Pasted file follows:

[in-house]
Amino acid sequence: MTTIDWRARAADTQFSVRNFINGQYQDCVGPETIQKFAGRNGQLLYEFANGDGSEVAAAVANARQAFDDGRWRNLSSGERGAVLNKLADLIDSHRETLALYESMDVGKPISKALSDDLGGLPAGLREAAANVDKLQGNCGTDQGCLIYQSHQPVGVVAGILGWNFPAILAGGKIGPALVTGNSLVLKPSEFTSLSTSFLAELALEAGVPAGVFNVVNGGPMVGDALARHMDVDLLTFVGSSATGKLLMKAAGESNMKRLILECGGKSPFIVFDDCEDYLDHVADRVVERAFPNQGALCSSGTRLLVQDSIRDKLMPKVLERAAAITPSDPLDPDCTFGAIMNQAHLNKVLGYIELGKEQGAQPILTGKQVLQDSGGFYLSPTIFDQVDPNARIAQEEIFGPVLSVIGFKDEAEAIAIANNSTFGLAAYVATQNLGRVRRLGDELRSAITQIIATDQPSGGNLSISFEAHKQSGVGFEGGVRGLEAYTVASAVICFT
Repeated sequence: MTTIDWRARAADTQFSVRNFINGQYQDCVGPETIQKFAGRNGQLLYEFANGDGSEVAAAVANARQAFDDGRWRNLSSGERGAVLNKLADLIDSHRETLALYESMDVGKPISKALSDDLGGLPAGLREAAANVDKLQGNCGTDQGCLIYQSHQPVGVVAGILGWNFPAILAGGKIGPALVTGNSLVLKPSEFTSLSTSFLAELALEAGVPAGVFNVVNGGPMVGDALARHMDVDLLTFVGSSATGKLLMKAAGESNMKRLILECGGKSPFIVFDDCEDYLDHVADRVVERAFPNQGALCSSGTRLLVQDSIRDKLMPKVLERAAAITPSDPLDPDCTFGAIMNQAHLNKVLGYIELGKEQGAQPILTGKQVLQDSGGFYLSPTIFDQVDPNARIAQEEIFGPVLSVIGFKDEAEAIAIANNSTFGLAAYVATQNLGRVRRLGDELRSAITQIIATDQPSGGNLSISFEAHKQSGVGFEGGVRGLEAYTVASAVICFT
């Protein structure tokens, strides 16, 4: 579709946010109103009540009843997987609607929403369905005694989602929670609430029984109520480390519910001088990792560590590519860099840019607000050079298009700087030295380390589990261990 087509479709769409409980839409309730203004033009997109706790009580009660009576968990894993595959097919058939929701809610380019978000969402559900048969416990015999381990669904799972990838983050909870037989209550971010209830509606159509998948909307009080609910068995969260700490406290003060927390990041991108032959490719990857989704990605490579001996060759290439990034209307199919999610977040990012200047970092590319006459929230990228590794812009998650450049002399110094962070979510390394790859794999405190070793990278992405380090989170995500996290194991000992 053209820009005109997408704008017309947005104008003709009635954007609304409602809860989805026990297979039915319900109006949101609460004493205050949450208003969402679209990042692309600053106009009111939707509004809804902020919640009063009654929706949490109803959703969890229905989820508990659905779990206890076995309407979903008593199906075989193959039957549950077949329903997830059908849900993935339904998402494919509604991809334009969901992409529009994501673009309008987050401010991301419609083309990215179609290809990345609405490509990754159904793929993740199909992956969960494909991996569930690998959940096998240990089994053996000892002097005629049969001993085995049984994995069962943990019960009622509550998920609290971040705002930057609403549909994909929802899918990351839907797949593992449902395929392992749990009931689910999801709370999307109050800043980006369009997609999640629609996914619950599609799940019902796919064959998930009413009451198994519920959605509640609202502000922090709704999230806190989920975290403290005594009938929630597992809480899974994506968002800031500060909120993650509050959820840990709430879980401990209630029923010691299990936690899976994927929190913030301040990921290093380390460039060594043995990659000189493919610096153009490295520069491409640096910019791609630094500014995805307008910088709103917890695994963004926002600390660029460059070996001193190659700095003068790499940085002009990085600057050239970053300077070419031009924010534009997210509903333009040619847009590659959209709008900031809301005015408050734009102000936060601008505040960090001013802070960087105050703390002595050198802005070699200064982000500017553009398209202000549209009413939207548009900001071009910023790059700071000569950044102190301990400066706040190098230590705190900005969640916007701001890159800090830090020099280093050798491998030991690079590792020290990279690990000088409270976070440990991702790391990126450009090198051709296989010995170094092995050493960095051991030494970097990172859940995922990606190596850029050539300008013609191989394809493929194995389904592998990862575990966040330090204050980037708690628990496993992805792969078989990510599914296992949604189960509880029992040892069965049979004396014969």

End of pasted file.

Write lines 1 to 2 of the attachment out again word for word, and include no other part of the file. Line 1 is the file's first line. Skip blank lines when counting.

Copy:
[in-house]
Amino acid sequence: MTTIDWRARAADTQFSVRNFINGQYQDCVGPETIQKFAGRNGQLLYEFANGDGSEVAAAVANARQAFDDGRWRNLSSGERGAVLNKLADLIDSHRETLALYESMDVGKPISKALSDDLGGLPAGLREAAANVDKLQGNCGTDQGCLIYQSHQPVGVVAGILGWNFPAILAGGKIGPALVTGNSLVLKPSEFTSLSTSFLAELALEAGVPAGVFNVVNGGPMVGDALARHMDVDLLTFVGSSATGKLLMKAAGESNMKRLILECGGKSPFIVFDDCEDYLDHVADRVVERAFPNQGALCSSGTRLLVQDSIRDKLMPKVLERAAAITPSDPLDPDCTFGAIMNQAHLNKVLGYIELGKEQGAQPILTGKQVLQDSGGFYLSPTIFDQVDPNARIAQEEIFGPVLSVIGFKDEAEAIAIANNSTFGLAAYVATQNLGRVRRLGDELRSAITQIIATDQPSGGNLSISFEAHKQSGVGFEGGVRGLEAYTVASAVICFT